Located 20 km from McGraths Hill and 85 km from the centre of Sydney, Wisemans Ferry is now little more than a small settlement, a few shops and, most importantly, a ferry across the Hawkesbury providing access to St Albans, the Hunter Valley and Gosford.
Wisemans Ferry is not so much a town as a fascinating relic on the banks of the Hawkesbury River. It is a bit of an obstacle course to reach the ferry. The traveller leaves Sydney, passes through the outer suburb of Dural, continues for a seemingly endless distance along a ridge until they drop down to the banks of the Hawkesbury River.
By 1794 settlers had moved into the area west of Wisemans Ferry and grain and other crops were being grown for the colony. These early farmers provided Sydney Town with almost half its food supply. The produce was delivered by boat down the Hawkesbury River - a situation which saw Wisemans Ferry rapidly develop as an important river port, out into the Pacific Ocean and around into Sydney Harbour. This was the beginning of a riverboat industry which continued throughout the nineteenth century.
It has been common to think that the early settlers who moved into this area were unchallenged by the local Aborigines. This was not true. In 1799 five settlers from the Hawkesbury River district - Simon Freebody, William Butler, Ed Powell, James Metcalfe and William Timms - were all brought to trial for the murder of two Aboriginal boys.
The trial was remarkably simple. In court Sarah Hodgkinson explained that about three weeks before the murders her husband had been killed by Aborigines. She told the court how her grief had turned to revenge and how she had asked the men to kill the boys. The five defendants were all found guilty. But instead of sentencing them, they were all set free and the case and the sentence were referred to His Majesty's Ministers in England.
Governor Hunter was not amused by the breach of protocol. He wrote to England protesting, 'Those men found guilty of murder are now at large and living upon these farms, as much at their ease as ever...' Three years later the men were pardoned. Such was the unfair treatment of the Aborigines in the Hawkesbury River area at this time.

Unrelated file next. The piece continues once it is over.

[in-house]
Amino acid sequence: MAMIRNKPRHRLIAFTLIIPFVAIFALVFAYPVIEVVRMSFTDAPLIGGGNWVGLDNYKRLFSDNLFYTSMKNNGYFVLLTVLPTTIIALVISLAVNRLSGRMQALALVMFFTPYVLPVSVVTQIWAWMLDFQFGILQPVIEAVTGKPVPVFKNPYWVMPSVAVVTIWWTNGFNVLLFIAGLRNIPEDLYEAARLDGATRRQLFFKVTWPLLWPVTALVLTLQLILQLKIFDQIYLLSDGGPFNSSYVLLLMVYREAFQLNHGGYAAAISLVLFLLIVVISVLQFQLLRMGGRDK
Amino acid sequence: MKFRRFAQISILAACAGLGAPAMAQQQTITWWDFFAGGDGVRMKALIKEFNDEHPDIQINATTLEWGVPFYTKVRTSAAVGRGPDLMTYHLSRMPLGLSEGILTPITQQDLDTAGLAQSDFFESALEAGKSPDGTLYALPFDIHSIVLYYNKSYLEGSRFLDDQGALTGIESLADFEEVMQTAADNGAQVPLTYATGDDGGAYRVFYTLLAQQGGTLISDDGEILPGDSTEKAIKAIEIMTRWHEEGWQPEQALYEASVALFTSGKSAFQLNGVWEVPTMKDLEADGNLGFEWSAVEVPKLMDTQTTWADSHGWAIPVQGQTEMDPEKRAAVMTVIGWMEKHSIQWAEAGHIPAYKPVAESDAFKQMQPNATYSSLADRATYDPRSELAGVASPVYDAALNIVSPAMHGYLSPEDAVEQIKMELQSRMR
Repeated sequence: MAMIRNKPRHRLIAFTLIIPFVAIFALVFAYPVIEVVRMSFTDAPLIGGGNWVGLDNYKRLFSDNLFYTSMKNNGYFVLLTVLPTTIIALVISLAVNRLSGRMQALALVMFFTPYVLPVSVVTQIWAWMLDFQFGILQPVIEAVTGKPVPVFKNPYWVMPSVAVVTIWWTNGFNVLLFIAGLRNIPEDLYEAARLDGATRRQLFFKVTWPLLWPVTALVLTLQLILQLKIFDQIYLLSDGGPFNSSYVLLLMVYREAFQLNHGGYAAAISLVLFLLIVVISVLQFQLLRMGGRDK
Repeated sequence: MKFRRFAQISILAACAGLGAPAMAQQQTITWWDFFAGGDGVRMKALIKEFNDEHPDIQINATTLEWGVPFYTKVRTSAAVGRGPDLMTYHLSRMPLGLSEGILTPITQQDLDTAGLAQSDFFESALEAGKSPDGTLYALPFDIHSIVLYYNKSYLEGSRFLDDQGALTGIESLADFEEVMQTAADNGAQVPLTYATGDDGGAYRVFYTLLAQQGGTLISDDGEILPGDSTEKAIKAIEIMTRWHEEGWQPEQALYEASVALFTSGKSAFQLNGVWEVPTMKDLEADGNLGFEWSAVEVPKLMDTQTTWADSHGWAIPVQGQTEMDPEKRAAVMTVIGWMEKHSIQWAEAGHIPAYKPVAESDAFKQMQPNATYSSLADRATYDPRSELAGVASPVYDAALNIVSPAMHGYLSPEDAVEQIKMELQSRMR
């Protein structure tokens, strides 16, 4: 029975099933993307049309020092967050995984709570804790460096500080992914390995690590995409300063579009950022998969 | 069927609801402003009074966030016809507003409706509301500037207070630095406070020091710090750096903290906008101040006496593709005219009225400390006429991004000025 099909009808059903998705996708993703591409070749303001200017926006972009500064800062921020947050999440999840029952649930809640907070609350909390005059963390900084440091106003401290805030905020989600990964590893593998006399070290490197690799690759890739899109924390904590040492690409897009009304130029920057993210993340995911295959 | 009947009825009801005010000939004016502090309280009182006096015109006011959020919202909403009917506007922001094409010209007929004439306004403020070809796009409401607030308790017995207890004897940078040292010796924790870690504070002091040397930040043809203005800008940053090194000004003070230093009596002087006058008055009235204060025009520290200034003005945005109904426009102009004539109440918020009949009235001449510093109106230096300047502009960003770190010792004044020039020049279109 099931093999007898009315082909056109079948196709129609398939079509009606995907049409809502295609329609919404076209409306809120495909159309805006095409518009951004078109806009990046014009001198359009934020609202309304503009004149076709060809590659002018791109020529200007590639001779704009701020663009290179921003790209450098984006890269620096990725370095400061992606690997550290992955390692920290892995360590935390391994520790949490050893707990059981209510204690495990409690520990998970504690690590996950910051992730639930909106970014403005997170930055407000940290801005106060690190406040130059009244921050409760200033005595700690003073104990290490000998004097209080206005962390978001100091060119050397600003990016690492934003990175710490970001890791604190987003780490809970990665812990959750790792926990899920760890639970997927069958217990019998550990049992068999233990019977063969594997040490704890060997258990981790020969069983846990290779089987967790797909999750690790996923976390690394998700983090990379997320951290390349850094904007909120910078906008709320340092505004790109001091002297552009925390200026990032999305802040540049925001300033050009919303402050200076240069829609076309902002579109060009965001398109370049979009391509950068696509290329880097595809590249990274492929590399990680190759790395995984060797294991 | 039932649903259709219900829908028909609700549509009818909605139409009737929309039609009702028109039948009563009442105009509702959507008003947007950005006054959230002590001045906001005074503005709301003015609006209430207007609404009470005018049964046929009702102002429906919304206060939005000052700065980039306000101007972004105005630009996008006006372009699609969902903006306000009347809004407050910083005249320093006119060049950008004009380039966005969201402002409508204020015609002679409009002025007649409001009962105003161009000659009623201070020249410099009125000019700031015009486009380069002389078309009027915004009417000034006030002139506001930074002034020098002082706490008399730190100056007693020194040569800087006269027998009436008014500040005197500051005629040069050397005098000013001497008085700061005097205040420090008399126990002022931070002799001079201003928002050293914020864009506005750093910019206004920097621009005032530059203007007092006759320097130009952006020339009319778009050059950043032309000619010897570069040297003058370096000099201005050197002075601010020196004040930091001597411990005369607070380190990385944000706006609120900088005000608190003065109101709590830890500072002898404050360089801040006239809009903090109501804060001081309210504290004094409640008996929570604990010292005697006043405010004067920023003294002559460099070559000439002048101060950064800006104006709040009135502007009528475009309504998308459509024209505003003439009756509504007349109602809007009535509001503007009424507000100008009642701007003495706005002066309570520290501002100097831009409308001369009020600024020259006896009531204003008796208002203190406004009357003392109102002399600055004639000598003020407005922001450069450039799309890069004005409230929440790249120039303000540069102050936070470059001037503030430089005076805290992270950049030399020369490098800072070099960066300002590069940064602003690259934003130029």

The settlement was named after the convict Solomon Wiseman, a journeyman lighterman, who arrived in Sydney on 20 August 1806. In 1817 he was granted 200 acres on the banks of the Hawkesbury River where by 1821 he had established an inn called the 'Sign of the Packet'. In 1826 he built himself a handsome two-storey residence, Cobham Hall, which he later used as an hostelry calling it The Branch Inn.
During this time the main land route from Sydney to Newcastle was via Windsor, along to Wisemans Ferry and up the Putty Road to Singleton. In 1826 a new route via Castle Hill gained popularity and, as a result of this, Solomon Wiseman built a punt and was granted a seven year lease on the rights to transport goods and travellers across the Hawkesbury River. This is how this small village got its name.
Things to see
Wisemans Ferry Inn
Located on Old Northern Road this is the site (the building has been altered over time but much of the original still remains) where, in 1826 Solomon Wiseman built himself a handsome two-storey residence, Cobham Hall, which he later used as an hostelry calling it The Branch Inn.
The Great North Road
By 1825 Surveyor Heneage Finch had surveyed a route from Sydney to Newcastle through Castle Hill. It reached Wisemans Ferry by 1828 but difficulties occurred when it started across the river. Major Mitchell surveyed a new route west of the ferry crossing which was known as the Ten Mile Hollow. Work began in early 1829 and was completed six months later. Up to 520 convicts were employed to carve the road out of solid bedrock. In some places the steep stone retaining walls were up to 12 metres high and supported by massive buttresses. It is now part of the Great North Road and has been classified by the National Trust.
St Mary Magdalene's Church of England
Located on the road leading to Webbs Creek ferry this is not the original church which was built by Solomon Wiseman around 1840. In fact by the 1880s it had fallen into disrepair. A new church was built at that time using many of the original pieces of sandstone. It was constructed as a result of a public subscription. Some people insist that it is a Blacket church but this is unlikely.
Wisemans Ferry cemetery
Located 3 km along the Singleton Road this is one of the oldest cemeteries in the country. Certainly the presence of Peter Hibbs, who was born in 1757 and who travelled with to Australia with Captain Cook in 1770 and with Captain Phillip in 1788, makes it one of the country's most unusual and significant cemeteries.